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Re: Graphic Card upgrade from nVidia 285+
In reply to GideonW, Apr 1, 2013

GideonW wrote:

The amount of video RAM is one of the least important numbers unless you play high-end games on several monitors at the same time.

For multi-monitor desktop work (LR, PS, etc...) or single-monitor gaming (with other monitors showing a desktop), you shouldn't care about how much RAM is on the card.

In some cases. It really depends on the game, the bus width on the particular card, memory speed, and monitor resolution. While what you stated is partially correct, benefits of additional VRAM can still be realized even on a single monitor.

Desktop work ........ That covers a LOT of ground, and some of it can really benefit from additional VRAM. PS7 will see further implementation of GPU-specific processing, and LR5 will start GPU implementation. I disagree with your statement.

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Leon Obers
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Re: Graphic Card upgrade from nVidia 285+
In reply to AShimon, Apr 1, 2013

AShimon wrote:

Desktop work ........ That covers a LOT of ground, and some of it can really benefit from additional VRAM. PS7 will see further implementation of GPU-specific processing, and LR5 will start GPU implementation. I disagree with your statement.

As a test done using Photoshop CS6 to see the benefits of graphic cards within processing, at least the amount of VRAM doesn't say anything for speed. Typically a GPU with the most VRAM + high processor power did very bad. (AMD Radeon 7970 3Gb).

http://www.pugetsystems.com/labs/articles/Adobe-Photoshop-CS6-GPU-Acceleration-161/

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AShimon
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Re: Graphic Card upgrade from nVidia 285+
In reply to Leon Obers, Apr 2, 2013

Leon Obers wrote:

AShimon wrote:

Desktop work ........ That covers a LOT of ground, and some of it can really benefit from additional VRAM. PS7 will see further implementation of GPU-specific processing, and LR5 will start GPU implementation. I disagree with your statement.

As a test done using Photoshop CS6 to see the benefits of graphic cards within processing, at least the amount of VRAM doesn't say anything for speed. Typically a GPU with the most VRAM + high processor power did very bad. (AMD Radeon 7970 3Gb).

http://www.pugetsystems.com/labs/articles/Adobe-Photoshop-CS6-GPU-Acceleration-161/

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Leon Obers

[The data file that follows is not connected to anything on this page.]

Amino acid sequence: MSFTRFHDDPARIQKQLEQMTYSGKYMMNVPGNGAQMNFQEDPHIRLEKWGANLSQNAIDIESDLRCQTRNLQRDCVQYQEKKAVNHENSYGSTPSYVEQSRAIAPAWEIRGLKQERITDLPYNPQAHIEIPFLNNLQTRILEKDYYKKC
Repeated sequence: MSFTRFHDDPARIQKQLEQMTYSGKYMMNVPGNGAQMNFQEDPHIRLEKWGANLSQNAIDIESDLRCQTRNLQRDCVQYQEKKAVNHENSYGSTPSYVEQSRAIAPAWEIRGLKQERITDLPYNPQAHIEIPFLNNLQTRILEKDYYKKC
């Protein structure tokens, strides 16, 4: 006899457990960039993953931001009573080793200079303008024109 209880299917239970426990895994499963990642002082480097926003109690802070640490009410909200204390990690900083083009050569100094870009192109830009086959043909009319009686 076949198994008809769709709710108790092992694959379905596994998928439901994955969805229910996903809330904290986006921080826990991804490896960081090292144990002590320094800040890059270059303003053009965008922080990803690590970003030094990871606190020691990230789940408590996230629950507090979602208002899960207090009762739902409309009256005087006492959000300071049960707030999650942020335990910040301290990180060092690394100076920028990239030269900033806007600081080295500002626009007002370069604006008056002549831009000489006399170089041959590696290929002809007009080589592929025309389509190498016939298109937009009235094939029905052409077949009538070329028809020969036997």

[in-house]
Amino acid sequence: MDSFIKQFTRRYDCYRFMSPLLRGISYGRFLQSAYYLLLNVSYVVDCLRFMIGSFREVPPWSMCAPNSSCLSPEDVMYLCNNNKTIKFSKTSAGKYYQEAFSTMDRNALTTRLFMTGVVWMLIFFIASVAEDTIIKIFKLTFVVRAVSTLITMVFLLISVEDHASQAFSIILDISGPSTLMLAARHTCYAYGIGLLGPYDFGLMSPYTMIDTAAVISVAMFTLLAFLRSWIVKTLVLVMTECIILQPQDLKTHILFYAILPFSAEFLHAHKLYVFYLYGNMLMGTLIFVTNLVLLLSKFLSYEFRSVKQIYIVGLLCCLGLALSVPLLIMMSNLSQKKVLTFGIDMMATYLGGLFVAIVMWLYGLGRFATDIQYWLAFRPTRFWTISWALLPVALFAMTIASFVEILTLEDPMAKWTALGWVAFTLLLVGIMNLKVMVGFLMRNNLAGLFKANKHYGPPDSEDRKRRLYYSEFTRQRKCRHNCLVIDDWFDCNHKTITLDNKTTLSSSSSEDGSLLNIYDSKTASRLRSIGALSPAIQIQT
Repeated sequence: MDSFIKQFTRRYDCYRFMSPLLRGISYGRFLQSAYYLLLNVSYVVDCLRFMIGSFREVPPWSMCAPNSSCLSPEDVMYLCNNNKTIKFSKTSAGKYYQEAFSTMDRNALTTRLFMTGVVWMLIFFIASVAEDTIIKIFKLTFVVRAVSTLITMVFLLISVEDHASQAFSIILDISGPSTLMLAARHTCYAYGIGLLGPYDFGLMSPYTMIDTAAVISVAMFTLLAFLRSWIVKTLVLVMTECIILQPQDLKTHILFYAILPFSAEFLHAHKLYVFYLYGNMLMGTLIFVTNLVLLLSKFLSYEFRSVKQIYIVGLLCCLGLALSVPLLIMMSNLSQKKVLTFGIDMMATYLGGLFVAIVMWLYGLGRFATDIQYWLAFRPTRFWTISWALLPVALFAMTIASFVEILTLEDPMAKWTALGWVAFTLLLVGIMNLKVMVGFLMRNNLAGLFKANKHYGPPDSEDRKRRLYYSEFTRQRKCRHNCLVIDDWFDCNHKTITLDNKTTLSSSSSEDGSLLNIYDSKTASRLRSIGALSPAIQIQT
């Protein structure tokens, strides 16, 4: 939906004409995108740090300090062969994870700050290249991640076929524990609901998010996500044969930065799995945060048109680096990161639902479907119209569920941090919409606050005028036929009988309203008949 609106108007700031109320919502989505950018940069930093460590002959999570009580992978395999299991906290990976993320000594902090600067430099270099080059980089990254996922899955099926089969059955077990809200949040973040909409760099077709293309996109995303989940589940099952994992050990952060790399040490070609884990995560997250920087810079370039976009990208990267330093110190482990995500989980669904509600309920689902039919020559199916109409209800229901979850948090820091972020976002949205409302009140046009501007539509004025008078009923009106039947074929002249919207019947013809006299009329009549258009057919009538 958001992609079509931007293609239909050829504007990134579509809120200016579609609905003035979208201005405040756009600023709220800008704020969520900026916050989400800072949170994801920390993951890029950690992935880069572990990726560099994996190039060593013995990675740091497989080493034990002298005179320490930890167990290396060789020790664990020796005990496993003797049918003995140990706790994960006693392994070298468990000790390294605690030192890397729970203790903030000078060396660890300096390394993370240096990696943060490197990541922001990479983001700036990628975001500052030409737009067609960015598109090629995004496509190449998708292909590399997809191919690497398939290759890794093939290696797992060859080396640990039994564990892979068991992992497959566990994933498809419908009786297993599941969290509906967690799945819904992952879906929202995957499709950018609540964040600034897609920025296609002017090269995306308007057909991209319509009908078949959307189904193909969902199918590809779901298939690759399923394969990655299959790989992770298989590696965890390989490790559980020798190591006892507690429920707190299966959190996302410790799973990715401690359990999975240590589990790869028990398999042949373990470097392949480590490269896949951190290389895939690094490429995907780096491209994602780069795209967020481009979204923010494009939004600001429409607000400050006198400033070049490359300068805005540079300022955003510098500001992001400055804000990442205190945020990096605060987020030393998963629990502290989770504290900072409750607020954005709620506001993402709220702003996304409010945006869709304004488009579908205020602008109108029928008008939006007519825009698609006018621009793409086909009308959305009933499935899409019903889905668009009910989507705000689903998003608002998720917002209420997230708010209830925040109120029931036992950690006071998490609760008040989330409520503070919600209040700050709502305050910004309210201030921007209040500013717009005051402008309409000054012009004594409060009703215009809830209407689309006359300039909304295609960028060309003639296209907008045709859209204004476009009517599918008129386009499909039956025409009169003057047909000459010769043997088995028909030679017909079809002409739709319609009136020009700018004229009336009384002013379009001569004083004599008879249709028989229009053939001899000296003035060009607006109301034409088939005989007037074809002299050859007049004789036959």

The point of my post was to counter the argument that VRAM is unimportant for anything but gaming. As more software embraces GPU offloading, the more important VRAM will become.

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Jim Cockfield
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Gaming, huh? ;-)
In reply to Mark K, Apr 2, 2013

Mark K wrote:

Thank you every one for the input.

1. Performance boost from high end gaming card:

OK.. That's a different story.

It sounds like you were just looking for an excuse to update your card for image editing purposes. 

Sorry, but you'd see zero performance increase with Lightroom  (since it doesn't use GPU Acceleration, period), and frankly, I suspect you'd see virtually no performance increase with CS6 either (even though it supports GPU Acceleration for some features), as your GTX 285 is already fast enough that you'd probably only see a couple of percent increase in speed with GPU accelerated features in CS6 by upgrading your card, even if you went to a GT 680 (or faster AMD card).

IOW, your existing card is roughly the same speed as a GT 640 now (and you're going to see virtually no speed increase with CS6 going to anything faster). Basically, once you get to a card as fast as your existing card, you're really wasting your money with anything faster for editing using something like CS6, as you're going to see diminishing returns with anything faster.

As for gaming, I'd probably look at something like a GTX 660 (or 670 if you're a hard core gamer), as even the GTX 660 is fine for playing virtually any game you'd want to play at higher quality settings with acceptable frame rates.

But, if budget permits, by all means go with a GTX 670 instead.  Personally, I wouldn't go to a card as fast as GTX 680.  But, it's your money.

As for ATI versus Nvidia... it's been my experience that Nvidia is better for driver support.  You'll see lots of posts about that from CS6 users.  Nvidia has also been working hard to improve gaming speed with their latest drivers.   But, if you look at AMD, they're laying off a lot of driver developers.

OW, I think Nvidia is the way to go for better drivers (for both still image editing and gaming; not to mention that more and more apps are using Nvidia CUDA (especially video editing apps like Premiere Pro).